When I first came to Alberta a quarter-century ago, vacancy rates in Calgary and Edmonton exceeded 10 per cent. In Edmonton, where I lived in 1988, landlords often gave one month free on an already cheap 12-month lease. Sometimes utilities and cable were included.
Now that the province has reaffirmed its intent to lightly modify government employee pension plans, government unions will again try to divert the public from the facts.
For example, after my recent column on the ever-increasing cost to taxpayers of public sector pension plans, Guy Smith, president of the Alberta Union of Provincial Employees and Marle Roberts, president of the Canadian Union of Public Employees (Alberta), cried foul.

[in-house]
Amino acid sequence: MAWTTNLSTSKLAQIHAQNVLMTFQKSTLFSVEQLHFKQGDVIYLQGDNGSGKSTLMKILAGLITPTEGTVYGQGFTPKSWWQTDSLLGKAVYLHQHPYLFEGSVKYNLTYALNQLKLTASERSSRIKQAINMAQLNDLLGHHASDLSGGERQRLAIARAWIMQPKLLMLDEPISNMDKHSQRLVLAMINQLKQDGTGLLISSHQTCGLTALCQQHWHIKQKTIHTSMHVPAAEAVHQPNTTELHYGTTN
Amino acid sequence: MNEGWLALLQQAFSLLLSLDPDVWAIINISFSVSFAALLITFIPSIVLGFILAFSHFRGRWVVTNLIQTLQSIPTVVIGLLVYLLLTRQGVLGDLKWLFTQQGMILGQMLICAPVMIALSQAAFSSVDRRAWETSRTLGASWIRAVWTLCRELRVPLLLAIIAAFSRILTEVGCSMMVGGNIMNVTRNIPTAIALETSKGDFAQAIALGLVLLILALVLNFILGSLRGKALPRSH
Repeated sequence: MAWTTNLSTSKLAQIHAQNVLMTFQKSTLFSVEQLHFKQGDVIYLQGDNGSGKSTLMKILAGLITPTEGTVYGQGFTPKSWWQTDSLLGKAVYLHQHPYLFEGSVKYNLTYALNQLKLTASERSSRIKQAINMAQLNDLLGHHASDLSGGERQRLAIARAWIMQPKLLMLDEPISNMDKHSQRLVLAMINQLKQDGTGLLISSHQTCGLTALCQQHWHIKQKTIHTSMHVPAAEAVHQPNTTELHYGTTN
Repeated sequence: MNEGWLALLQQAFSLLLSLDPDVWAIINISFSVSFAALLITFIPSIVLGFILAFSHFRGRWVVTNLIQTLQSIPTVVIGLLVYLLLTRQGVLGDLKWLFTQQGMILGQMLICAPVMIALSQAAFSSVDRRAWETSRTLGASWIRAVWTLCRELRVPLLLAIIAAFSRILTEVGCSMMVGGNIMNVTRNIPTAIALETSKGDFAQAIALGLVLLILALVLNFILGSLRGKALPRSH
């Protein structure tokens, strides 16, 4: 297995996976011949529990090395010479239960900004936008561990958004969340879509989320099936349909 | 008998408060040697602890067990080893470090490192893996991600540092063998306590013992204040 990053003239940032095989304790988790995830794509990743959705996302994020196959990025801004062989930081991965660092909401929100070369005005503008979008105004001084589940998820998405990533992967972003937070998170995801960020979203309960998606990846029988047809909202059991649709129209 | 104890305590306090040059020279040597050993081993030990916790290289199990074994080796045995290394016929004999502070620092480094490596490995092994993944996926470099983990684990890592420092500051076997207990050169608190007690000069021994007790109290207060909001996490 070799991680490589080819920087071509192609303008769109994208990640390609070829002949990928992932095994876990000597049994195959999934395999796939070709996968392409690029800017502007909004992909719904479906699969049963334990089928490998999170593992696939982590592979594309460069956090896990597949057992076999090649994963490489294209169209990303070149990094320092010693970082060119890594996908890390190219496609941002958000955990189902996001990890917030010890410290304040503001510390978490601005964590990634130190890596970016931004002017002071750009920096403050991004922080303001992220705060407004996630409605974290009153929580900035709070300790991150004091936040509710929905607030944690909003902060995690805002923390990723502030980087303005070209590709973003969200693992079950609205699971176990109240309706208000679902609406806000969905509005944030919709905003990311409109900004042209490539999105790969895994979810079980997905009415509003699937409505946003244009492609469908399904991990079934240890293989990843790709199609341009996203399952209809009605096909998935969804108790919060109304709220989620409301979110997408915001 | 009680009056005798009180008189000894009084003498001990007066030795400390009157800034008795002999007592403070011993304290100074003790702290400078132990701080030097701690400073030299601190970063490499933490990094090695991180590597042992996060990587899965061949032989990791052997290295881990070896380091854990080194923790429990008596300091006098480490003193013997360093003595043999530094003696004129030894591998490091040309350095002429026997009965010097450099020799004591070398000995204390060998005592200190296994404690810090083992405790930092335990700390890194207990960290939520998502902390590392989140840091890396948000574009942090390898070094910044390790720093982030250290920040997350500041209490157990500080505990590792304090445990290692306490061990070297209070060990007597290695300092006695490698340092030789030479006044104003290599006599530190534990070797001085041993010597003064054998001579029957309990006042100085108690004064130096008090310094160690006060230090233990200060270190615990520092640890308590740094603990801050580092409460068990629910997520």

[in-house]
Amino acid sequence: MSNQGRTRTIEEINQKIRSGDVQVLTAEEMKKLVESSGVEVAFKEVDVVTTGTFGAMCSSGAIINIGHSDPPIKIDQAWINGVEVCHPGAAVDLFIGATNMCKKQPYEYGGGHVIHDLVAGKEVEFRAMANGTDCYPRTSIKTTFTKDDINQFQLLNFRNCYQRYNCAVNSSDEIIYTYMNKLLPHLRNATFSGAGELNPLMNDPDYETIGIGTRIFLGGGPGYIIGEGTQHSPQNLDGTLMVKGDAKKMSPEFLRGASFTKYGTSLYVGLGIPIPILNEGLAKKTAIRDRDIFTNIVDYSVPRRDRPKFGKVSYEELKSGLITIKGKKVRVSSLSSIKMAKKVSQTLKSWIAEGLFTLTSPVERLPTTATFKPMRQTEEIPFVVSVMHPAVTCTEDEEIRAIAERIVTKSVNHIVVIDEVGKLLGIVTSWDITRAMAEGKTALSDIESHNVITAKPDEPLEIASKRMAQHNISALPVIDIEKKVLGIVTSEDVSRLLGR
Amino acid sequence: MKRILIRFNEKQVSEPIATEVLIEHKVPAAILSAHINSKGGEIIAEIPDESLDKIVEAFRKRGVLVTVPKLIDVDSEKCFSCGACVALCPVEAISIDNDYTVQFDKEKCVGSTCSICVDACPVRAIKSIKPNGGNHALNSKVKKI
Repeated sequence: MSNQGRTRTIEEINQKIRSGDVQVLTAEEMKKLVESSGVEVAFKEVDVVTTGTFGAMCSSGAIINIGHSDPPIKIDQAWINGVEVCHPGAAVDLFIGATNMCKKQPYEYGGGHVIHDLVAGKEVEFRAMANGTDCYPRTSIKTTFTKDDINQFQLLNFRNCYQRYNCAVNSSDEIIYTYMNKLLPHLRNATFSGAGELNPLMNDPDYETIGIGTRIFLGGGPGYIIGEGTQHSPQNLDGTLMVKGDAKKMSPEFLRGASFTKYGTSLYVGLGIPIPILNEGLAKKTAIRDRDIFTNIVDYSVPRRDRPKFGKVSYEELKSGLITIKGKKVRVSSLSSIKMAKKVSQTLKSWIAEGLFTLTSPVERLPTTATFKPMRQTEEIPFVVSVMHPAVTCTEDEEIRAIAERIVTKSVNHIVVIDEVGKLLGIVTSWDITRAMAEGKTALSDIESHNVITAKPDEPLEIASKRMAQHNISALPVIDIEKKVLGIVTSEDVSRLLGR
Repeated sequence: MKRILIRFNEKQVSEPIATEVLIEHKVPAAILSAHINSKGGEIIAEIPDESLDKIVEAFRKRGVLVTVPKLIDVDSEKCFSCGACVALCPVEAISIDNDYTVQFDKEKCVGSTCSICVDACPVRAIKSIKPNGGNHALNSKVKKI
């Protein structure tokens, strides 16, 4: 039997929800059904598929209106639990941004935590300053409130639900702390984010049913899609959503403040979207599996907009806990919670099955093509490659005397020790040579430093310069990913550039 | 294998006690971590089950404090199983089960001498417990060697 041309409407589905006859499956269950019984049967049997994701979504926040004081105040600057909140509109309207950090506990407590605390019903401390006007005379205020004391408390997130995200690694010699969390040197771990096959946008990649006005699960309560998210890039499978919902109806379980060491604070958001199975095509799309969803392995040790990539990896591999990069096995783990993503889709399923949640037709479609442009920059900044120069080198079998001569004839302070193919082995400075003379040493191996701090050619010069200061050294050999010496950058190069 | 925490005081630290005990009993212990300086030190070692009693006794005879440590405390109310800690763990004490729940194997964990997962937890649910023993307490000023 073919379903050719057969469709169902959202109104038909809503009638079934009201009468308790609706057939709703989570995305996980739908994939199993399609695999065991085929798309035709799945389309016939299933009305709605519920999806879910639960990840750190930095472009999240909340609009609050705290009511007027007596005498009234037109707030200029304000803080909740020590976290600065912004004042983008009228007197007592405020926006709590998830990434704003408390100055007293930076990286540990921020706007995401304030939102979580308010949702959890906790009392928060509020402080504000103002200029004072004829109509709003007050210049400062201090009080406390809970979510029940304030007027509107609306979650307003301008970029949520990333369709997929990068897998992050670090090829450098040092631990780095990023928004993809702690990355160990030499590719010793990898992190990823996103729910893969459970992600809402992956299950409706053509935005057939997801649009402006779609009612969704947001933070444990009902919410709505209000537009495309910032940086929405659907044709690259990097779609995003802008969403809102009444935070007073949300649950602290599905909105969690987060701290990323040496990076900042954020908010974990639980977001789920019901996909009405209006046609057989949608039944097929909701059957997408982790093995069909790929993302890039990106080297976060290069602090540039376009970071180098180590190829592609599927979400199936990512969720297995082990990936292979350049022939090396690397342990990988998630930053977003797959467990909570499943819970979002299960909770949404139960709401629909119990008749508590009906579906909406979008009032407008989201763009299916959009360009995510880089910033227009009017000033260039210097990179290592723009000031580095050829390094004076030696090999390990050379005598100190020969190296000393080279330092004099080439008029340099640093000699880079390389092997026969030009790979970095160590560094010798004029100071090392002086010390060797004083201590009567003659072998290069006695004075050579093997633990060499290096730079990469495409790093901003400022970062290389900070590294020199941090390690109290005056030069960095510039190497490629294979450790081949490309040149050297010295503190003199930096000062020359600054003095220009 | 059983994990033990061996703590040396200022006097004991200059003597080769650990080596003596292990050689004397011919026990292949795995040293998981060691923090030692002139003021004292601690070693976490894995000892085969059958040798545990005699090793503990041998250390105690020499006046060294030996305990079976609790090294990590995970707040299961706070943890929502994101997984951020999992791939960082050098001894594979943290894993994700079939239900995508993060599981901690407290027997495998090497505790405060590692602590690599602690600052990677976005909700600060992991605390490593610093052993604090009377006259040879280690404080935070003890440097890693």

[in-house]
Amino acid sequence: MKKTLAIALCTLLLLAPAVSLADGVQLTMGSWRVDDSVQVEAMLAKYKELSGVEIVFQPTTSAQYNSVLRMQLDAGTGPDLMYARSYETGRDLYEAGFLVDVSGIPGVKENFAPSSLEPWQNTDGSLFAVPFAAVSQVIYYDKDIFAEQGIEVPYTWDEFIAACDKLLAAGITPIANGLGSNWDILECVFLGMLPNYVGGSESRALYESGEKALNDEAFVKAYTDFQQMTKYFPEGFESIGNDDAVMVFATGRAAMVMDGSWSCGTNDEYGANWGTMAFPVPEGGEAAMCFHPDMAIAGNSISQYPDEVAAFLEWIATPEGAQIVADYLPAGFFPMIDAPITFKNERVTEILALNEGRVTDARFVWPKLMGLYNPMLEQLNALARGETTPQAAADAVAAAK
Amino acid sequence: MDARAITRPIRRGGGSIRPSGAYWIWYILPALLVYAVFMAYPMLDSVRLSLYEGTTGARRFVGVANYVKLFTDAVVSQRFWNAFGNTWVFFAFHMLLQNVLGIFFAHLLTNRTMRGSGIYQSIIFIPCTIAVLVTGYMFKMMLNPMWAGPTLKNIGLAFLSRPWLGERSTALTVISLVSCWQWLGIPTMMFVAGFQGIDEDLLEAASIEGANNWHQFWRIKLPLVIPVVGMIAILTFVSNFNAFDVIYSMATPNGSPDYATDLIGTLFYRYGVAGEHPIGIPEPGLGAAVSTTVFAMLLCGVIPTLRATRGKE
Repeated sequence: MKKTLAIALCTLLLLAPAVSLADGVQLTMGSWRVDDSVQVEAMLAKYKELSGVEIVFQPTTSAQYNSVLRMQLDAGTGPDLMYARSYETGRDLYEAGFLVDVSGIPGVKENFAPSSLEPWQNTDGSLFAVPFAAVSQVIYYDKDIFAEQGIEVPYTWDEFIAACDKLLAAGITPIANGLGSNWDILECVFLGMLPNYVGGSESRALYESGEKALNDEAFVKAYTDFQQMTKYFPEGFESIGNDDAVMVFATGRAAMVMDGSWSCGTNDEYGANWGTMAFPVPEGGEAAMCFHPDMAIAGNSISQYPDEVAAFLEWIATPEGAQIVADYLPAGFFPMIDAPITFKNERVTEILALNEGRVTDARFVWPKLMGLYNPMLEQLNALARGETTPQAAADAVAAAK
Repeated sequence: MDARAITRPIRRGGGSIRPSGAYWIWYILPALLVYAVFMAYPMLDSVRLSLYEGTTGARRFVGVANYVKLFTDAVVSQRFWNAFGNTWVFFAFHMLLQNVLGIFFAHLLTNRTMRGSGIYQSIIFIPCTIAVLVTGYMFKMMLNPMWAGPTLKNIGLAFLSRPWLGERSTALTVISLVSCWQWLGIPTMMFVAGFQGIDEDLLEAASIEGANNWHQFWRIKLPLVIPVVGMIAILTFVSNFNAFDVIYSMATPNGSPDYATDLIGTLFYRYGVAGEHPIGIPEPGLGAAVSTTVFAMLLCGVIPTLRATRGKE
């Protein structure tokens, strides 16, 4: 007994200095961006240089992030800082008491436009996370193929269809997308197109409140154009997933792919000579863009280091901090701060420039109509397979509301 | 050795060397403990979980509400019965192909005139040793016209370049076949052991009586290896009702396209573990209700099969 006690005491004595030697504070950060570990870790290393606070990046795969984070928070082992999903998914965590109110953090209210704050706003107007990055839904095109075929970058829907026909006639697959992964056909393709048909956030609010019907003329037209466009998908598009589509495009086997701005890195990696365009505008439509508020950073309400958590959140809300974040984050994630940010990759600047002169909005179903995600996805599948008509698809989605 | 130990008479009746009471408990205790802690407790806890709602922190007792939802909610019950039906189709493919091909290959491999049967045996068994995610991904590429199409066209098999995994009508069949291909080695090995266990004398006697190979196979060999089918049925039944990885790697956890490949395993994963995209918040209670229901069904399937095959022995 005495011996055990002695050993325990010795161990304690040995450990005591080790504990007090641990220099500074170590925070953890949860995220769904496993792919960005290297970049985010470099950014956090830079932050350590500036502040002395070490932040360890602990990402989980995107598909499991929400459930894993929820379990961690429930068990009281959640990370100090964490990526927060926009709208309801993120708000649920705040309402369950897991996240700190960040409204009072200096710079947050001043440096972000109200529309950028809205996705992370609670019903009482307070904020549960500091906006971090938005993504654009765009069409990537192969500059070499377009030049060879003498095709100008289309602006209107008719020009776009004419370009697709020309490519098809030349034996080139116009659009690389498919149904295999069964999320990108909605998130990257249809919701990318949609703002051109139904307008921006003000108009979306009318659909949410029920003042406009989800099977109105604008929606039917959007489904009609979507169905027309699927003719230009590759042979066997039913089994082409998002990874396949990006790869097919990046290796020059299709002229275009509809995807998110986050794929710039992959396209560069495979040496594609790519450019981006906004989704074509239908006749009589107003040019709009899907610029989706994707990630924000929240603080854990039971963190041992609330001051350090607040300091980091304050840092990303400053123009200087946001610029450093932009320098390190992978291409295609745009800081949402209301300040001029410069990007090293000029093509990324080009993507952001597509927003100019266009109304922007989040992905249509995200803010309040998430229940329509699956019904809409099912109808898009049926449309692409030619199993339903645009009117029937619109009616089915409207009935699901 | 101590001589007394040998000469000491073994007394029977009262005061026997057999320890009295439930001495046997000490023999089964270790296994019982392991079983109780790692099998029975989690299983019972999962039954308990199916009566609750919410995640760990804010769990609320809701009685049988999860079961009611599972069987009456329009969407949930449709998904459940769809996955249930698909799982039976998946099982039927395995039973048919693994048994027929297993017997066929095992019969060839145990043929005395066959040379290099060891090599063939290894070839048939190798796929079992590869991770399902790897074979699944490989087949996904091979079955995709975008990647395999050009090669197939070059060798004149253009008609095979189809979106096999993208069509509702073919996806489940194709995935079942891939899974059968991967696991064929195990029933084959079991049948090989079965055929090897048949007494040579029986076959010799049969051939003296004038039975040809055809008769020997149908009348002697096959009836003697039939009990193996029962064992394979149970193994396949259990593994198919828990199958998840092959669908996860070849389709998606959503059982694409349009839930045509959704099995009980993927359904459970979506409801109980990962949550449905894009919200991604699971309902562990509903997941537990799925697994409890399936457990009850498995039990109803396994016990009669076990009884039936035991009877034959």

If you listen to Alberta Finance Minister Doug Horner, the province's public finances are under control. The government's budget imposes no new taxes, spending growth has been moderated, and Alberta is running an operational budget surplus after successive years of budgetary deficits.